# Re: There's no 3-legged animal

From: George Hammond (ghammond@mediaone.net)
Date: Fri Aug 17 2001 - 10:59:01 EDT

• Next message: George Hammond: "Re: There's no 3-legged animal"

george murphy wrote:
>
> George Hammond wrote:
>
> > TZ wrote:
> >
> > >
> > > I have 1 question..........
> > > whats this got to do with physics, and maths and physics relativity?
> >
> > [Hammond]
> > I'm not the one who started crossposting this thread to the
> > math and physics NG's, but since I started the thread on
> > The average idiot (PhD) assumes that the reason animals
> > have a minimum of 4-LEGS (notice there are no 3-legged
> > animals) is because of "Darwinian Natural Selection".
> > This of course is SHEER PEDANTIC PHD IDIOCY. As Hammond
> > has pointed out time and again, the reason for it is:
> >
> > The Euclidean Metrical property of Real Space
> >
> > It is an EXPERIMENTAL FACT that the Metric of Real Space
> > is EUCLIDEAN:
> >
> > ds^2 = dx^2 + dy^2 + dz^2
> >
> > As Weyl, Einstein, Riemann and others discovered a long time ago,
> > the EUCLIDEAN METRIC (pure quadratic metric) is the ONLY metrical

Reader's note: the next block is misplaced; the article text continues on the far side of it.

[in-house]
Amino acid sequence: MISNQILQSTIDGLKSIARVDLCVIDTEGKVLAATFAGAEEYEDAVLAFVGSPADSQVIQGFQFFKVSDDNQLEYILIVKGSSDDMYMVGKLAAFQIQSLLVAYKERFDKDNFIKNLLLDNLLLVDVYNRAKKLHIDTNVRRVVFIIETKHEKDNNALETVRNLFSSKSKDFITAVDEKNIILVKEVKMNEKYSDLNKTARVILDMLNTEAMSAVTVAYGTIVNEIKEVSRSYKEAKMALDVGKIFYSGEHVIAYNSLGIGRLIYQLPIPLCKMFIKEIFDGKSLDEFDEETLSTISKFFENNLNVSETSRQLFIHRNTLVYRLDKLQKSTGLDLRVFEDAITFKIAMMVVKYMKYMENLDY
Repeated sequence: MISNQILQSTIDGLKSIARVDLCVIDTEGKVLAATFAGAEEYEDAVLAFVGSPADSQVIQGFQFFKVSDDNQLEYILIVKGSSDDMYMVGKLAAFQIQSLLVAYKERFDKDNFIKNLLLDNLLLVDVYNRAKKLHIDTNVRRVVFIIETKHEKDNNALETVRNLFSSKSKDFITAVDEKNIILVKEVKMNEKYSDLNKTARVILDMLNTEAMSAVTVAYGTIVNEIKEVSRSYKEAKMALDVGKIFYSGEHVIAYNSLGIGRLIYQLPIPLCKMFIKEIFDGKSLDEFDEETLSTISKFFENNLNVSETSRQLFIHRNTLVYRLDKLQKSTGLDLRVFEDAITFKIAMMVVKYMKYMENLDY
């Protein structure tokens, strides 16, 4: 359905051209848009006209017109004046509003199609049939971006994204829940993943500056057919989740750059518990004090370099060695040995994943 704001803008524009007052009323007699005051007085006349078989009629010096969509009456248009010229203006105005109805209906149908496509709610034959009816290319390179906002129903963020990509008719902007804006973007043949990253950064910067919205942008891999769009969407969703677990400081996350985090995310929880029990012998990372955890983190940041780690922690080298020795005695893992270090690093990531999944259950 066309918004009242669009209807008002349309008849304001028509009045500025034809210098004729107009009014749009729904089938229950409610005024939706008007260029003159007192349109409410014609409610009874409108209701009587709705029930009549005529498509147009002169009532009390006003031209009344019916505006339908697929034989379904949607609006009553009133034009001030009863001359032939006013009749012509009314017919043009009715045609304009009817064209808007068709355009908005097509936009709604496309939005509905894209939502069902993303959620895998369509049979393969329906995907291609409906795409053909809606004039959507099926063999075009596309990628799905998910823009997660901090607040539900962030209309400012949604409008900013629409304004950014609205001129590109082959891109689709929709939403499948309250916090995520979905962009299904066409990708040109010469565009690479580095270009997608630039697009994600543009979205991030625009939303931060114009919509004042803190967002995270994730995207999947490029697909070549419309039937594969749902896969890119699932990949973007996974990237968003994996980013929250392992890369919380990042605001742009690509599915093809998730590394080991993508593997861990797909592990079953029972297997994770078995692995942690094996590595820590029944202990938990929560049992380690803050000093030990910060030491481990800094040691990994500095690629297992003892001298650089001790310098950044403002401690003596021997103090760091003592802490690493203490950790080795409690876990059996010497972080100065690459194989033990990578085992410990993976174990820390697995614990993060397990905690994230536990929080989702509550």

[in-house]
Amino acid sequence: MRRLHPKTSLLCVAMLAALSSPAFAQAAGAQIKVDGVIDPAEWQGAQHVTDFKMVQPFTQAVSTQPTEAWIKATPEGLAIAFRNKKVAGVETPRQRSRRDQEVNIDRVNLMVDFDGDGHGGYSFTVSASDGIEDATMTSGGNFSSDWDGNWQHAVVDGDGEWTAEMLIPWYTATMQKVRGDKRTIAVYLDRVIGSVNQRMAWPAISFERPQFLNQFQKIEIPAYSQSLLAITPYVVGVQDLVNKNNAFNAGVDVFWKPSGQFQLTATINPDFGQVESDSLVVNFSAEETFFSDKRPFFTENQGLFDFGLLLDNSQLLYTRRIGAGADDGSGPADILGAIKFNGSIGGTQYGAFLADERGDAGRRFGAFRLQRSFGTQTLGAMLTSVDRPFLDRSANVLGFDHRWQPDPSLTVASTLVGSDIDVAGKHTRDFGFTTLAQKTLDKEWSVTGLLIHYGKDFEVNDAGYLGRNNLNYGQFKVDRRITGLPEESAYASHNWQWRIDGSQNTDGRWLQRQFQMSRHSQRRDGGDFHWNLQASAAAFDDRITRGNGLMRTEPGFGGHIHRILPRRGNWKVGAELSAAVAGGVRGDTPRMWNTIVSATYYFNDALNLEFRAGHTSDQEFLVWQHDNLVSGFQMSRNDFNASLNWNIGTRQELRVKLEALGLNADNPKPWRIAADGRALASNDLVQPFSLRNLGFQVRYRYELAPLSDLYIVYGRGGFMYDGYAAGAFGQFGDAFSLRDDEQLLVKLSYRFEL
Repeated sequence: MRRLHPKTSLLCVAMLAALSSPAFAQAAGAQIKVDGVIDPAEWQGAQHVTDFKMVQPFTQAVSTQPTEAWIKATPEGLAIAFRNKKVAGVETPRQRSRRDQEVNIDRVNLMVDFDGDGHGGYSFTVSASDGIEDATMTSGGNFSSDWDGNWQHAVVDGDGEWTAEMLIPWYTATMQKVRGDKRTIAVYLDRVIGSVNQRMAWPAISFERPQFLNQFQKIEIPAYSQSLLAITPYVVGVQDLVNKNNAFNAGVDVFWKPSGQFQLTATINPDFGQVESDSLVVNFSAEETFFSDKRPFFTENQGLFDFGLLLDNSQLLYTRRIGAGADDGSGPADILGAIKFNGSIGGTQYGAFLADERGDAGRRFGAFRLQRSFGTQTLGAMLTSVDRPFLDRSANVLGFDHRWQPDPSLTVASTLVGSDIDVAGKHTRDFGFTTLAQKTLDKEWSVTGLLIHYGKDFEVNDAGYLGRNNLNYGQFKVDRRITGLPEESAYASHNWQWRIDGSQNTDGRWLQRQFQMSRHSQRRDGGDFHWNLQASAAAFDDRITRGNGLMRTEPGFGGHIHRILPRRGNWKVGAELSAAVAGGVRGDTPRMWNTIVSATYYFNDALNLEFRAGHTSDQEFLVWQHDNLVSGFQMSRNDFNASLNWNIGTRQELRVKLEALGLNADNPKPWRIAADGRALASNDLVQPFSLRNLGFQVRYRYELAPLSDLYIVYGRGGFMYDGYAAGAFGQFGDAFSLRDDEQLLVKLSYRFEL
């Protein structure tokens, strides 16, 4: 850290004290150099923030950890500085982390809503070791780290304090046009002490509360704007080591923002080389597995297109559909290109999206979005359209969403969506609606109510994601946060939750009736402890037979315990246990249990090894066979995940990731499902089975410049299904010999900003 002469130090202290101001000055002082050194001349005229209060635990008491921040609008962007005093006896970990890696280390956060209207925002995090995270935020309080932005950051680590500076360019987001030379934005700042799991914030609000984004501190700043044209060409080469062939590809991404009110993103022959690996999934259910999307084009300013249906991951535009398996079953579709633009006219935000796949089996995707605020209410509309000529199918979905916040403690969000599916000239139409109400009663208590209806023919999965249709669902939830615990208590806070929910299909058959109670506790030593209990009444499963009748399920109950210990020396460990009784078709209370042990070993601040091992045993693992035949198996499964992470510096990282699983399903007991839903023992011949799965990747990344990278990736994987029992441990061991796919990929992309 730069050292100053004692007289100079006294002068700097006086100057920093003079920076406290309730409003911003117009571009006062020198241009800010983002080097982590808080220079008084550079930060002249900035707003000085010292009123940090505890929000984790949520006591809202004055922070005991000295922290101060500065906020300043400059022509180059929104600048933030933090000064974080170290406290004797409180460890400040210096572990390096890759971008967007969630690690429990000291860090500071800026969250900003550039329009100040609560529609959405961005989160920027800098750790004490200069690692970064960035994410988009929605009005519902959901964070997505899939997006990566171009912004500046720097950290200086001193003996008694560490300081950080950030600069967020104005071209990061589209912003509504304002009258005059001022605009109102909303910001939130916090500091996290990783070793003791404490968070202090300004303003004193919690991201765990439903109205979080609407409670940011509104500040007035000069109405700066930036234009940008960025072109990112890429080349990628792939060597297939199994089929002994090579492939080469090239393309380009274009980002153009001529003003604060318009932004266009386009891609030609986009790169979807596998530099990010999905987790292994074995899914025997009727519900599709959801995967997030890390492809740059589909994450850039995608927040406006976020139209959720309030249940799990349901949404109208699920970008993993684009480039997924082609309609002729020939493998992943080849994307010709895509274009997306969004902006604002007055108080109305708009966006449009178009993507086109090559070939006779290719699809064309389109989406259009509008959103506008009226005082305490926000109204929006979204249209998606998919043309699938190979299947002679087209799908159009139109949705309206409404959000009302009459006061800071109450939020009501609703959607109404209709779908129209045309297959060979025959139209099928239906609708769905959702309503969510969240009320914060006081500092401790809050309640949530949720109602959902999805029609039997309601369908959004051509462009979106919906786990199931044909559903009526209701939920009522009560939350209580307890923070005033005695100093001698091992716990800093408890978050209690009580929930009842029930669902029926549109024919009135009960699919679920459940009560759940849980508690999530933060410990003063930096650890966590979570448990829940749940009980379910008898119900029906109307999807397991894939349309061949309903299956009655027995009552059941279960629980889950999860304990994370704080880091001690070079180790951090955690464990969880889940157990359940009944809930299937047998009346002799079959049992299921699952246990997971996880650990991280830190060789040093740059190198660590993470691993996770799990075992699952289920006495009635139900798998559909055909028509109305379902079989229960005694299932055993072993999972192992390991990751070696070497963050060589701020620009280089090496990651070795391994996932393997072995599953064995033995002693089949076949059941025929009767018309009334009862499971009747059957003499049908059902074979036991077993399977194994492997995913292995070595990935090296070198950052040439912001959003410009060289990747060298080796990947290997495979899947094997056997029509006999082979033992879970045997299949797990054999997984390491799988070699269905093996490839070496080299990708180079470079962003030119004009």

> > form that will allow the rotation of a solid object in space without
> > it blowing up (fragmenting) due to spatial distortion. If you had
> > any metric other than the EUCLIDEAN (also called Pythagorean,
> > Cartesian and Riemannian) you would not be able to physically rotate
> > a solid object in real space... certainly a major inconvenience.
>

[Dr. Murphy]
> This is wrong. Any space of constant curvature is homogeneous and
> isotropic. I.e., a positively or negatively curved space has the same
> group of motions (translations & rotations) as does a flat space (zero
> curvature) of the same dimensionality. (See, e.g., Eisenhart, Riemannian
> Geometry, section 27.) It is easy to demonstrate this on a 2-sphere.
>
> Shalom,

[Hammond]
Dr. Murphy has made an egregious amateur error. His "constant
curvature spaces" already PRESUME the existence of a
"locally Euclidean metric" (i.e. that the metric reduces to the
Euclidean metric for small differential distances...
i.e. is "locally Euclidean").
The fact that the title of the book he quotes from is
_Riemannian Geometry_ certainly would tell one that, since
the Riemannian Metric is DEFINED as a metric which reduces
to the Euclidean (Lorentzian in 4D) Metric for dx -> 0.
BTW one really shouldn't be so presumptuous as to tell people
that they are wrong without knowing what one is talking about
Dr. Murphy. It's quite rude.

>
> George
>
> George L. Murphy
> http://web.raex.com/~gmurphy/
> "The Science-Theology Interface"
>

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